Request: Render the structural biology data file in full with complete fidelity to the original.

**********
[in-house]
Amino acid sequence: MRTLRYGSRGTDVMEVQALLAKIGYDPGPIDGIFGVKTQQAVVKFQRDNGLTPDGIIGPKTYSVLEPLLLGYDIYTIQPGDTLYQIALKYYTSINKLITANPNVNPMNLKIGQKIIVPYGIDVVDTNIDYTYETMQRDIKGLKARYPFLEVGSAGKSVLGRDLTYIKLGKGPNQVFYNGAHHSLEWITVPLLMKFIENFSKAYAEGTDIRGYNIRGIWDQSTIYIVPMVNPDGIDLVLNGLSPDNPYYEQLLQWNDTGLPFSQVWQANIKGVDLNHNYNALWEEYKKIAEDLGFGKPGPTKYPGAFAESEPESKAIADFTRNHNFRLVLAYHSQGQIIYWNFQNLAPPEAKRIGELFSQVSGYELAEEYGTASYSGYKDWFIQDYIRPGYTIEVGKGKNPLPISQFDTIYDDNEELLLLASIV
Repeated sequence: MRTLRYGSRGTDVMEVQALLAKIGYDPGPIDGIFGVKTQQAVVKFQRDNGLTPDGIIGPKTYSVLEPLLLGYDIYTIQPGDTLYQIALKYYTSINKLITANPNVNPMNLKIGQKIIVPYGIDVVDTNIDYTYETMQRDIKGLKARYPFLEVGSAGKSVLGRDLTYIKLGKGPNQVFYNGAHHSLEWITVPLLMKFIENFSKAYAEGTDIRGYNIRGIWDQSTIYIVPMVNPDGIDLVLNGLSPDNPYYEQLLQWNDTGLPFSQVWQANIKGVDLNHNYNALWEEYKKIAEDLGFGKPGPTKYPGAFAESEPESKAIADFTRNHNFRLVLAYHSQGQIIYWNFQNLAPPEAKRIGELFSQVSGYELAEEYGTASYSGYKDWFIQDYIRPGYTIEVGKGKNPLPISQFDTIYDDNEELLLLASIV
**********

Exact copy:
[in-house]
Amino acid sequence: MRTLRYGSRGTDVMEVQALLAKIGYDPGPIDGIFGVKTQQAVVKFQRDNGLTPDGIIGPKTYSVLEPLLLGYDIYTIQPGDTLYQIALKYYTSINKLITANPNVNPMNLKIGQKIIVPYGIDVVDTNIDYTYETMQRDIKGLKARYPFLEVGSAGKSVLGRDLTYIKLGKGPNQVFYNGAHHSLEWITVPLLMKFIENFSKAYAEGTDIRGYNIRGIWDQSTIYIVPMVNPDGIDLVLNGLSPDNPYYEQLLQWNDTGLPFSQVWQANIKGVDLNHNYNALWEEYKKIAEDLGFGKPGPTKYPGAFAESEPESKAIADFTRNHNFRLVLAYHSQGQIIYWNFQNLAPPEAKRIGELFSQVSGYELAEEYGTASYSGYKDWFIQDYIRPGYTIEVGKGKNPLPISQFDTIYDDNEELLLLASIV
Repeated sequence: MRTLRYGSRGTDVMEVQALLAKIGYDPGPIDGIFGVKTQQAVVKFQRDNGLTPDGIIGPKTYSVLEPLLLGYDIYTIQPGDTLYQIALKYYTSINKLITANPNVNPMNLKIGQKIIVPYGIDVVDTNIDYTYETMQRDIKGLKARYPFLEVGSAGKSVLGRDLTYIKLGKGPNQVFYNGAHHSLEWITVPLLMKFIENFSKAYAEGTDIRGYNIRGIWDQSTIYIVPMVNPDGIDLVLNGLSPDNPYYEQLLQWNDTGLPFSQVWQANIKGVDLNHNYNALWEEYKKIAEDLGFGKPGPTKYPGAFAESEPESKAIADFTRNHNFRLVLAYHSQGQIIYWNFQNLAPPEAKRIGELFSQVSGYELAEEYGTASYSGYKDWFIQDYIRPGYTIEVGKGKNPLPISQFDTIYDDNEELLLLASIV